Cadmium and calcium uptake in isolated mitochondria-rich cell populations from the gills of the freshwater rainbow trout

Fernando Galvez, McMaster University
Denise Wong, McMaster University
Chris M. Wood, McMaster University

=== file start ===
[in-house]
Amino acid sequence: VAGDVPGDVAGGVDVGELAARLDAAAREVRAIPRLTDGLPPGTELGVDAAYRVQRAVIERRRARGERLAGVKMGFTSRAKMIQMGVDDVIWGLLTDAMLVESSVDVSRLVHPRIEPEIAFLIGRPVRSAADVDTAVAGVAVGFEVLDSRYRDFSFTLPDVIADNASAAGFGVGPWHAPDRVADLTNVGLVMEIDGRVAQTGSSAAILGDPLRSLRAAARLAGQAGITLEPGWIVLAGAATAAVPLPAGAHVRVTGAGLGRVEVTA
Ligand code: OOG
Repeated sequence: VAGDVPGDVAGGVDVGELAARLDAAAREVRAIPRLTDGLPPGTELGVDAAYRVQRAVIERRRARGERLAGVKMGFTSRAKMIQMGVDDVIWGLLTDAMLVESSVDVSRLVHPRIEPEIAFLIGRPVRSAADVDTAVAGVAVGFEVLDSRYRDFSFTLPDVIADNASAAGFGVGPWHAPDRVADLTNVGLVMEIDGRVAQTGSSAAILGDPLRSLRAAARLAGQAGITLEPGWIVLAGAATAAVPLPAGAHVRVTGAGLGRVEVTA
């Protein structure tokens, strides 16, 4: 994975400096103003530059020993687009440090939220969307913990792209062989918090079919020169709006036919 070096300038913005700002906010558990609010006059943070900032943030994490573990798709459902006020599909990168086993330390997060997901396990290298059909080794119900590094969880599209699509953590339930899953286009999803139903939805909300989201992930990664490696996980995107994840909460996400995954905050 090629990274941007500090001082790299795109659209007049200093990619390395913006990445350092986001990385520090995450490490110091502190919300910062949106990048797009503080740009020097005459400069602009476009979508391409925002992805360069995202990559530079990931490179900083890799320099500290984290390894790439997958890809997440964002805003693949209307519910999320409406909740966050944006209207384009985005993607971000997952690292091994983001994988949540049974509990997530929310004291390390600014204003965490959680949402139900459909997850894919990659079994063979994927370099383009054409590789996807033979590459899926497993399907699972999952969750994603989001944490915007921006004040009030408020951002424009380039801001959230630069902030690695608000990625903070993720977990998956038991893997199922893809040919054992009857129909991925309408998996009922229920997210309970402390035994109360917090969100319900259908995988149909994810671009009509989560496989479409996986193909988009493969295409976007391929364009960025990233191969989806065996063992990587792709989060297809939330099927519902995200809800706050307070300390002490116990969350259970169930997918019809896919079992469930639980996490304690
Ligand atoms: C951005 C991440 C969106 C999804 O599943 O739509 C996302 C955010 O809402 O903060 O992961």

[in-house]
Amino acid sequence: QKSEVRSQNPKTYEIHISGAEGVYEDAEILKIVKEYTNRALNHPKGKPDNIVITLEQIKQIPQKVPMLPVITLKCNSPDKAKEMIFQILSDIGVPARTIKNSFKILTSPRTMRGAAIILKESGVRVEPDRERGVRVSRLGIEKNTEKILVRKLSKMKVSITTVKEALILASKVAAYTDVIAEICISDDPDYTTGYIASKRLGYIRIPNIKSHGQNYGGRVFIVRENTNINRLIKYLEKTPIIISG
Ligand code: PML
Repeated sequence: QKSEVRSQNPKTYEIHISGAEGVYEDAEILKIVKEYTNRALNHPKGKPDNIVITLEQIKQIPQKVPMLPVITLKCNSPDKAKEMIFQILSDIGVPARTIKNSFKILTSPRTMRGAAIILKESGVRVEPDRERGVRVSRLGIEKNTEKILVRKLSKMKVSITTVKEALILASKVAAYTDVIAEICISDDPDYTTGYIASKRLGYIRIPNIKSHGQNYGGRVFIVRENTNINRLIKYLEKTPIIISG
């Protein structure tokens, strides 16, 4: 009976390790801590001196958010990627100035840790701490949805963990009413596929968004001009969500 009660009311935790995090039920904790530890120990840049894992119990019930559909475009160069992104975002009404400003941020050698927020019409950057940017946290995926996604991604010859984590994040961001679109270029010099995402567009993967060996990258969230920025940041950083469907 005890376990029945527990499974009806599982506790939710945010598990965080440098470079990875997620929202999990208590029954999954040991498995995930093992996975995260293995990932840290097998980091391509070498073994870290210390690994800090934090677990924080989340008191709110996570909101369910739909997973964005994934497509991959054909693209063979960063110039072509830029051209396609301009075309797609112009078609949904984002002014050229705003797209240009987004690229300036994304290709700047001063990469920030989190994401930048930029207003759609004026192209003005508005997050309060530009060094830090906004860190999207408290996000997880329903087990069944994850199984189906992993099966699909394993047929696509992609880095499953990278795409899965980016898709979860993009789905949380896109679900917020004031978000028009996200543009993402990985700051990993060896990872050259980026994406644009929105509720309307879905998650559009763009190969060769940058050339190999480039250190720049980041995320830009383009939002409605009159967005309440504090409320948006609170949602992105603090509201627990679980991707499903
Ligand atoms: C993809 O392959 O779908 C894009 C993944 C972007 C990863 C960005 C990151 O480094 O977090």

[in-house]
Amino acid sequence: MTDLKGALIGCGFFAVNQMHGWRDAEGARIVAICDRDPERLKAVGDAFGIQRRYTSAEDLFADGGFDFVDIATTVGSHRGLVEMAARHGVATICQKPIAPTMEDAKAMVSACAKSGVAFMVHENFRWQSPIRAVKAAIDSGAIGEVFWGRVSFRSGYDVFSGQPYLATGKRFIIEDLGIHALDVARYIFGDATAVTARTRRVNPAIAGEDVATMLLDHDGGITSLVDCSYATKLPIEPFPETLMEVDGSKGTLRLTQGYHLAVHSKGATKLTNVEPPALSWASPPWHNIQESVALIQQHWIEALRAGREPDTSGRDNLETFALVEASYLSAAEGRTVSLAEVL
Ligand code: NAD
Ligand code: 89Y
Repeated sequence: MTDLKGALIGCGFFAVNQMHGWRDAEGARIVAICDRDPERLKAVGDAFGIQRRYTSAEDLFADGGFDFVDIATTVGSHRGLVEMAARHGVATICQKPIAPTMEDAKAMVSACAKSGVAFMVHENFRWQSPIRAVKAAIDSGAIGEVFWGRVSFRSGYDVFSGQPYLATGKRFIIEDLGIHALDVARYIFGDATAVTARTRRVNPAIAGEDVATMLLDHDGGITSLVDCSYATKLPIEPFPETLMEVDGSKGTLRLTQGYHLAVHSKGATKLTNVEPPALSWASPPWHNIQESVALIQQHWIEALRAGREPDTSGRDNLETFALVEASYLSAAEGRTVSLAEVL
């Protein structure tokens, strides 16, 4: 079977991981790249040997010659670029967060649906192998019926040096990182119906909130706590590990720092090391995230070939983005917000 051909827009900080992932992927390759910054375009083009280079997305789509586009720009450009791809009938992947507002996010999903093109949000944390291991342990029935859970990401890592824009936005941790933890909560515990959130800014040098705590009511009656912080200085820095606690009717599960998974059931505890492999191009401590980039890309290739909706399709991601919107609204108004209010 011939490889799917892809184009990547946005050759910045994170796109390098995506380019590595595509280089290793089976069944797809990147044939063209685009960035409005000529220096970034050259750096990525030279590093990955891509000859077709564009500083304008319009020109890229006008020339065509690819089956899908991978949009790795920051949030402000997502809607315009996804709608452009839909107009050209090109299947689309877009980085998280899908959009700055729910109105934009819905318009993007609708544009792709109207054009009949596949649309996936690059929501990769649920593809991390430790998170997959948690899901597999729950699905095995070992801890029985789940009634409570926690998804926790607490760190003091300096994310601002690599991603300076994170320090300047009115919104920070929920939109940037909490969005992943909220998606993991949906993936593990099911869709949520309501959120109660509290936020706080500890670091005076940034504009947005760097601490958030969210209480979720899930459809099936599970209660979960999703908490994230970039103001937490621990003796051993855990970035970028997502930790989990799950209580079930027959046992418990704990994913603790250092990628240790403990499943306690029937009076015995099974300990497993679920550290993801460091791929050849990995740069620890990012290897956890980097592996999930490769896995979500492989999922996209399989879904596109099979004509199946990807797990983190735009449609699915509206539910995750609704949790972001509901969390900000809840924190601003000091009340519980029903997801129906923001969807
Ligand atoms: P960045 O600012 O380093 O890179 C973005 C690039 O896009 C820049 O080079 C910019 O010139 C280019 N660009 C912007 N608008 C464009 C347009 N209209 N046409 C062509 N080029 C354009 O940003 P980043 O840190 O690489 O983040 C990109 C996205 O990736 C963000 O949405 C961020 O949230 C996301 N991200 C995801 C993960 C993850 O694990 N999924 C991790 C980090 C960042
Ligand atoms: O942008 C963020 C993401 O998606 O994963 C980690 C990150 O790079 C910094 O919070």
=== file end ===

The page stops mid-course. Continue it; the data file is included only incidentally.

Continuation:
A novel cell isolation technique was used to characterize cadmium and calcium uptake in distinct populations of gill cells from the adult rainbow trout (Oncorhynchus mykiss). A specific population of mitochondria-rich (MR) cell, termed the PNA + MR cell (PNA is peanut lectin agglutinin), was found to accumulate over threefold more 109Cd than did PNA - MR cells, pavement cells (PV cells), and mucous cells during a 1-h in vivo exposure at 2.4 μg/l 109Cd. In vitro 109Cd exposures, performed in standard PBS and Cl --free PBS, at concentrations from 1 to 16 μg/l 109Cd, were also carried out to further characterize Cd 2+ uptake kinetics. As observed during in vivo experiments, PNA + MR cells accumulated significantly more 109Cd than did other cell types when exposures were performed by an in vitro procedure in PBS. Under such conditions, Cd 2+ accumulation kinetics in all cell types could be described with Michaelis-Menten relationships, with K m values of ∼3.0 μg/l Cd (27 nM) for both MR cell subtypes and 8.6 μg/l Cd (77 nM) for PV cells. In similar experiments performed in Cl --free conditions, a significant reduction in 109Cd accumulation in PNA + MR cells was seen but not in PNA - MR or in PV cells. In vitro 45Ca fluxes were also performed to determine the cellular localization of Ca 2+ transport in these functionally distinct populations of gill cells. 45Ca uptake was most pronounced in PNA + MR cells, with levels over threefold higher than those found in either PNA - MR or in PV cells. Results from the present study suggest that the PNA + MR cell type is a high-affinity and high-capacity site for apical entry of Cd 2+ and Ca 2+ in the gill epithelium of rainbow trout. Copyright © 2006 the American Physiological Society.